Fall 2015

The Inner Life

Medical residents find value in reflecting on their interactions with patients

By Bruce Morgan

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Illustration: Marc Rosenthal

In medical residency, young doctors are often overwhelmed by all the fresh challenges that come their way, whether it’s applying the right bit of newly acquired knowledge to a case or remembering to ask the most pertinent question when encountering a patient for the first time. The chance for private reflection that may lead to their providing better medical care may be squeezed out in the daily rush.

Researchers at Tufts School of Medicine and Boston College have undertaken a joint strategy aimed at cultivating the habit of reflectiveness. The study directors asked 33 family-medicine residents enrolled in the Tufts program at Cambridge Health Alliance to write “open-ended reflections” that examined their interactions with patients over the course of a year. The project resulted in 756 personal reflections.

Sometimes the patient wanted the doctor to be a better listener. “This [teen] patient needed more trust and engagement. I wondered how I could have approached her better,” one resident wrote. In another case, a resident recalled a patient whom he informed that “these events could predict dementia. He looked at me blankly and said, ‘Events?’ I realized that I have to avoid BOTH jargon and ambiguous language.”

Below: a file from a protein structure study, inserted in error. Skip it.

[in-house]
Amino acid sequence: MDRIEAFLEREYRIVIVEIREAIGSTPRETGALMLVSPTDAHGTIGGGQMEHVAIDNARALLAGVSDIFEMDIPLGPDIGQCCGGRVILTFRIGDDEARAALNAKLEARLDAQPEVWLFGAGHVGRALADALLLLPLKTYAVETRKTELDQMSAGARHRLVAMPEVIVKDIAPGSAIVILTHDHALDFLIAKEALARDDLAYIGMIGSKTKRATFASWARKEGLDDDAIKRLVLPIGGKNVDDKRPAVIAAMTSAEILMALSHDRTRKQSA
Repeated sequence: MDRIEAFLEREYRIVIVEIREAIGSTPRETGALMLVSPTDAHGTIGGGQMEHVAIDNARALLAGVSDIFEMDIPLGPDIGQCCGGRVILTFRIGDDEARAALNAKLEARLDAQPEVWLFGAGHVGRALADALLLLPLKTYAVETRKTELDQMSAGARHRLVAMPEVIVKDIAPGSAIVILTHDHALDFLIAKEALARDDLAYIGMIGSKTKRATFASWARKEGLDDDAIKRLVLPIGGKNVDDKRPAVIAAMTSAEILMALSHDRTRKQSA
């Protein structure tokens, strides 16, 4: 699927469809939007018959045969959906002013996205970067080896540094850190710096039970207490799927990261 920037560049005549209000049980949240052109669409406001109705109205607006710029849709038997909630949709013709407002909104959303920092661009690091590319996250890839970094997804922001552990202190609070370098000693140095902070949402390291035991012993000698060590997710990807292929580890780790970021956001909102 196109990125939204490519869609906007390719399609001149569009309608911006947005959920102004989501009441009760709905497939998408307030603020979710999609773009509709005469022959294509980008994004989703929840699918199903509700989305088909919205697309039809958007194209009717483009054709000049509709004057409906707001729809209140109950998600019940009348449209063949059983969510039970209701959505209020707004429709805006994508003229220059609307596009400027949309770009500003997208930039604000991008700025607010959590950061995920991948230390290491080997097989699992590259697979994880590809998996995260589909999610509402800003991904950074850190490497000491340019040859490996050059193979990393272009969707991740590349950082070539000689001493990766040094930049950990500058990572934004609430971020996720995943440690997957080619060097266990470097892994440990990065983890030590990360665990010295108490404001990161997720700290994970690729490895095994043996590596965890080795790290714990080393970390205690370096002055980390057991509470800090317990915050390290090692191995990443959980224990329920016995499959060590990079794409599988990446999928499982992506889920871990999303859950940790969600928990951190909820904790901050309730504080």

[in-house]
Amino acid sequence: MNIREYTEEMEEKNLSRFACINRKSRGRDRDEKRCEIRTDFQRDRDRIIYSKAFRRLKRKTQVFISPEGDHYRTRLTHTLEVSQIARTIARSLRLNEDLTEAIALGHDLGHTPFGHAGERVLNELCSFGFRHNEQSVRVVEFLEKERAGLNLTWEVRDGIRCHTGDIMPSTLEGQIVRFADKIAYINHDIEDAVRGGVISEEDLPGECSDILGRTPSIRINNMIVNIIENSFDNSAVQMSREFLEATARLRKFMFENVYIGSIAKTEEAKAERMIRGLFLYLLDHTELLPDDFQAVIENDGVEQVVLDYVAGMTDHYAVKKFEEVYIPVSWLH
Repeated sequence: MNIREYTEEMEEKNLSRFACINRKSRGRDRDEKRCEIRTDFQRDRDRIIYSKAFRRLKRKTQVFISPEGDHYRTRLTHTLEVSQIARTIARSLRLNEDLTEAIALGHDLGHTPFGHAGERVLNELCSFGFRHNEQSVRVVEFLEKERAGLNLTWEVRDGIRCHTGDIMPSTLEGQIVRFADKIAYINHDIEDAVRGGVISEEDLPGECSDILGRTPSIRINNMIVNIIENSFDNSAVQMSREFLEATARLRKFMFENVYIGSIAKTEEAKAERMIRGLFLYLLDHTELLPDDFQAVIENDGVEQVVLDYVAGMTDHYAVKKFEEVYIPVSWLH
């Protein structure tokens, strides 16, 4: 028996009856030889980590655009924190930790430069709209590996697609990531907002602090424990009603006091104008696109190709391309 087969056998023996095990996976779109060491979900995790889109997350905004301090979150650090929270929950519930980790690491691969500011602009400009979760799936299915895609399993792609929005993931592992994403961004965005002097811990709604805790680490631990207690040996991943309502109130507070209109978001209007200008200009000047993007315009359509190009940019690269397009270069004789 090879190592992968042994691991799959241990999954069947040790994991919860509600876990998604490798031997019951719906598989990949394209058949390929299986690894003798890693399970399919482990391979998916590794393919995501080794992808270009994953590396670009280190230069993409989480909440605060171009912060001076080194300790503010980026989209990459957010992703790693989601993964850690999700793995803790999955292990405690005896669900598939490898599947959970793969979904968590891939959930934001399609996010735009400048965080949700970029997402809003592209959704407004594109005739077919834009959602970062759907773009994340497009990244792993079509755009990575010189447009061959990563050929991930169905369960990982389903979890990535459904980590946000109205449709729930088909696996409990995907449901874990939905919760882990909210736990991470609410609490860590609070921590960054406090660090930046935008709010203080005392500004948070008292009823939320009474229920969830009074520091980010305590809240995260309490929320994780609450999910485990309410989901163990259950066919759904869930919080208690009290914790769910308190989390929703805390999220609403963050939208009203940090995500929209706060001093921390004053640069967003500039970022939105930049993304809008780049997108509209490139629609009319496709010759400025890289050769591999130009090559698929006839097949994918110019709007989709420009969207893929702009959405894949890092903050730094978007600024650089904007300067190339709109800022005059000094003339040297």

A second common failing that the new physicians recognized in themselves had to do with not getting to know the patient adequately before pressing ahead. “I wonder at what point I could have picked up the right clue that he was stressed and depressed by his family situation,” a resident wrote of one patient. Another resident recalled a personal stumble this way: “The patient’s fear and sadness about death was like a dagger to me. I grew defensive and tried to be jovial. It was hard to look him in the face . . . Today I felt helpless, overwhelmed, scared.”

Most residents reported that they came to know themselves better through the practice of introspection and vowed to adjust their former behaviors and beliefs. “I was surprised that there was more than one right answer,” one resident admitted. “I was worried that I was incompetent, but now I realize there are multiple right answers, and the situation and patient preferences make medicine more an art than I’d realized.”

Allen Shaughnessy, professor of public health and community medicine and director of the medical school’s Family Medicine Residency Program, is the senior author of the study, which was published in the July issue of the Journal of Health Communication.

Bruce Morgan can be reached at bruce.morgan@tufts.edu.

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